5 February 2016

Brexit machinations: where are we now?

The lie of the political landscape on the UK’s Europe referendum has become a little clearer now.


Whilst PM David Cameron will lead the “Remain” campaign, along with most of his cabinet, the “Leave” campaign is in disarray, with most of their leaders fighting like ferrets in a sack. New “Leave” organisations are multiplying ineffectually, learning nothing from the disarray of Scotland’s “Better Together ” campaign. Frankly Liam Fox’s Scottishness (I happen to be Scottish so I can say this) now does his standing no favours, given the level of English antipathy towards the current Scottish approach to government, nor the fact that whenever he speaks, one is reminded of why he was sacked. Nigel Farage MEP in Brussels simply sounds like his old stand-up routine routinely pitched against Europhiles. It is notable that the corridors of the Commons are seeing an array of disparate logos sported on ties as the differing factions seek a coherent identity. They look increasingly leaderless.

Politically speaking, the “Leave” campaign suffered a major blow when Home Secretary, Theresa May indicated that she would be supporting the PM. He had secured a degree of provisional EU agreement to immigration and security that was close to her own heart. The various “Leave” campaigns are fronted by lacklustre figures such as Iain Duncan-Smith and Chris Grayling et al, leaving them all non-starters. This leaves the nation eagerly awaiting to see how Boris Johnson MP, the outgoing Mayor of London, will jump. He is weighing up what big cabinet post he can extort from the PM and I favour his appointment to the Department of Work and Pensions where, as a classicist he might struggle. Clearly his calculations also include positioning himself as closely to the Conservative leadership race should the result be close or least Cameron loses or resigns.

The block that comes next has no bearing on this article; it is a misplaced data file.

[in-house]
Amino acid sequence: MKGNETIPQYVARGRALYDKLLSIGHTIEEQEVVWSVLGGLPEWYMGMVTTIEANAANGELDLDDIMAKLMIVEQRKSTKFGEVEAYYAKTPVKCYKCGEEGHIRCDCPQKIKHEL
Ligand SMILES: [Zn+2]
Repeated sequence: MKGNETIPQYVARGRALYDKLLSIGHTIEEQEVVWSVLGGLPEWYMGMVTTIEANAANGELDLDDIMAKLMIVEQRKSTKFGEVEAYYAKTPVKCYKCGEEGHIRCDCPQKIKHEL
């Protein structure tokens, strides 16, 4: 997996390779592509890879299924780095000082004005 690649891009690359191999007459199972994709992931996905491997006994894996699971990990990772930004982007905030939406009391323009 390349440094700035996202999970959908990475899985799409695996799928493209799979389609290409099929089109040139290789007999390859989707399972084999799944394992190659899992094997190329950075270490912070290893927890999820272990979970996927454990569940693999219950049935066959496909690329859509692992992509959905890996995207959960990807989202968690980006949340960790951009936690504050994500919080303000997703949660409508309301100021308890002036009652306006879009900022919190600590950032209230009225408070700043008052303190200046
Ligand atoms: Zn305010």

Cameron will doubtless improve on the Tusk letter after his Council of Europe meetings on the 18th-19th February. Yet it is worth noting what was not mentioned in the correspondence from Tusk; Cameron neither asked for, nor did Tusk offer, anything on liberalising labour market reforms which would have alarmed any Labour member or trade unionist. Most of the letter will also welcome anything that restores a contributor y element to benefits although in truth the Cameron/Tusk proposals do not amount to much.

This ensures a most welcome outcome for Cameron. Instead of plunging the knife into a manifestly divided Tory party, some 211 out of Labour’s 231 MPs, including their erstwhile Bennite leader Jeremy Corbyn, will vote “Remain”. The very capable Alan Johnson is in charge of their campaign and he has cleverly positioned his stance to be around Cameron’s skills as a negotiator. This means that he can avoid aligning himself with the deadpan “Remain” leadership of Stewart Rose, formerly of Marks & Spencer. It remains a sore point that the “Remain” camp were not able to elicit the support of the more worldly figure of Martin Sorrell of WPP.

So Cameron will have a testy time in the Commons facing charges that his deal amounts to “thin gruel” or even stronger terms, raining down from his own backbenches. He can do so in the knowledge that he only has to square Boris Johnson, whilst most of the Labour and Liberal Democrat parties will back him. Game on…


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